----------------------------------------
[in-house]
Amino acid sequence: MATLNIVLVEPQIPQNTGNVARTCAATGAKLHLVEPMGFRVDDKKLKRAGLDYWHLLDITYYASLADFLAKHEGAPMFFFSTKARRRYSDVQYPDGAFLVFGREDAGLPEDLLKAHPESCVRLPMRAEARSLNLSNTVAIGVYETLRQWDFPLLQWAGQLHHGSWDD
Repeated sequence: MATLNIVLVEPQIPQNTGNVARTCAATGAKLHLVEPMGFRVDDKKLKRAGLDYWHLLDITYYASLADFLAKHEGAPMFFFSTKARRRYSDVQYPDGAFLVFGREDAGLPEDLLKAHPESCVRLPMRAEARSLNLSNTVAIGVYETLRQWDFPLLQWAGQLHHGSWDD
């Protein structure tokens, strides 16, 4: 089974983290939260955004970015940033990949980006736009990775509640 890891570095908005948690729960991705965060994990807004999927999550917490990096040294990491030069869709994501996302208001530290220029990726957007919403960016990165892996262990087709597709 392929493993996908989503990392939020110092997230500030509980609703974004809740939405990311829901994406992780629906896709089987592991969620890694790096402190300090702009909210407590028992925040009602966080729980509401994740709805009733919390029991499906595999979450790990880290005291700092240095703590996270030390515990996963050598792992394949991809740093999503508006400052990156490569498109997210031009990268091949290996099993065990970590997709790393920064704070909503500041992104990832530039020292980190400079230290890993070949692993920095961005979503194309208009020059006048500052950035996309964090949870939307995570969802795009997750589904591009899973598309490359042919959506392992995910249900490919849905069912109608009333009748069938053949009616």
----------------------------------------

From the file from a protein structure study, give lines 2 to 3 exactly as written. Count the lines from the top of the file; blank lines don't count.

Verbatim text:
Amino acid sequence: MATLNIVLVEPQIPQNTGNVARTCAATGAKLHLVEPMGFRVDDKKLKRAGLDYWHLLDITYYASLADFLAKHEGAPMFFFSTKARRRYSDVQYPDGAFLVFGREDAGLPEDLLKAHPESCVRLPMRAEARSLNLSNTVAIGVYETLRQWDFPLLQWAGQLHHGSWDD
Repeated sequence: MATLNIVLVEPQIPQNTGNVARTCAATGAKLHLVEPMGFRVDDKKLKRAGLDYWHLLDITYYASLADFLAKHEGAPMFFFSTKARRRYSDVQYPDGAFLVFGREDAGLPEDLLKAHPESCVRLPMRAEARSLNLSNTVAIGVYETLRQWDFPLLQWAGQLHHGSWDD